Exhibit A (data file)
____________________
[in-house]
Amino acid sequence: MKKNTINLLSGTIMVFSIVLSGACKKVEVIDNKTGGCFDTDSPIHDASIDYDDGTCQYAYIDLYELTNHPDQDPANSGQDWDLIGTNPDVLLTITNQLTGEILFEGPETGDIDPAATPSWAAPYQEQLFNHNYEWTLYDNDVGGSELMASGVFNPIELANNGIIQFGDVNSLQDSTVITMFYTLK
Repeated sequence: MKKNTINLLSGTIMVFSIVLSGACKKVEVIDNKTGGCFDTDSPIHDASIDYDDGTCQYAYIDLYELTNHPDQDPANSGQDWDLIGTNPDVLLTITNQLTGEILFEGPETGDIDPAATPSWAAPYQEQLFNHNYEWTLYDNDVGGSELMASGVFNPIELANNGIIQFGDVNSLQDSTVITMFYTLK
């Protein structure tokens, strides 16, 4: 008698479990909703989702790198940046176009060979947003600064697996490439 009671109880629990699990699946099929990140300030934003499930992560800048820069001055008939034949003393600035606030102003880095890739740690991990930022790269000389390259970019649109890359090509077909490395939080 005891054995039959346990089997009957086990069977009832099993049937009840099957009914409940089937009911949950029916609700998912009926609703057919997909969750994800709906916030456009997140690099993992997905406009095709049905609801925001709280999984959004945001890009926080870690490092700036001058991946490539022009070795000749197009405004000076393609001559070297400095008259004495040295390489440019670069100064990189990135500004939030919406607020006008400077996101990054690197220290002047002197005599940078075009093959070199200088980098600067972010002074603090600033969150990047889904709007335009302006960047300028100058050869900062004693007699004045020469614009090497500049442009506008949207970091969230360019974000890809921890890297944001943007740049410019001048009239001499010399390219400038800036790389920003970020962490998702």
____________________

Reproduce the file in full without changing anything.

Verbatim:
[in-house]
Amino acid sequence: MKKNTINLLSGTIMVFSIVLSGACKKVEVIDNKTGGCFDTDSPIHDASIDYDDGTCQYAYIDLYELTNHPDQDPANSGQDWDLIGTNPDVLLTITNQLTGEILFEGPETGDIDPAATPSWAAPYQEQLFNHNYEWTLYDNDVGGSELMASGVFNPIELANNGIIQFGDVNSLQDSTVITMFYTLK
Repeated sequence: MKKNTINLLSGTIMVFSIVLSGACKKVEVIDNKTGGCFDTDSPIHDASIDYDDGTCQYAYIDLYELTNHPDQDPANSGQDWDLIGTNPDVLLTITNQLTGEILFEGPETGDIDPAATPSWAAPYQEQLFNHNYEWTLYDNDVGGSELMASGVFNPIELANNGIIQFGDVNSLQDSTVITMFYTLK
């Protein structure tokens, strides 16, 4: 008698479990909703989702790198940046176009060979947003600064697996490439 009671109880629990699990699946099929990140300030934003499930992560800048820069001055008939034949003393600035606030102003880095890739740690991990930022790269000389390259970019649109890359090509077909490395939080 005891054995039959346990089997009957086990069977009832099993049937009840099957009914409940089937009911949950029916609700998912009926609703057919997909969750994800709906916030456009997140690099993992997905406009095709049905609801925001709280999984959004945001890009926080870690490092700036001058991946490539022009070795000749197009405004000076393609001559070297400095008259004495040295390489440019670069100064990189990135500004939030919406607020006008400077996101990054690197220290002047002197005599940078075009093959070199200088980098600067972010002074603090600033969150990047889904709007335009302006960047300028100058050869900062004693007699004045020469614009090497500049442009506008949207970091969230360019974000890809921890890297944001943007740049410019001048009239001499010399390219400038800036790389920003970020962490998702």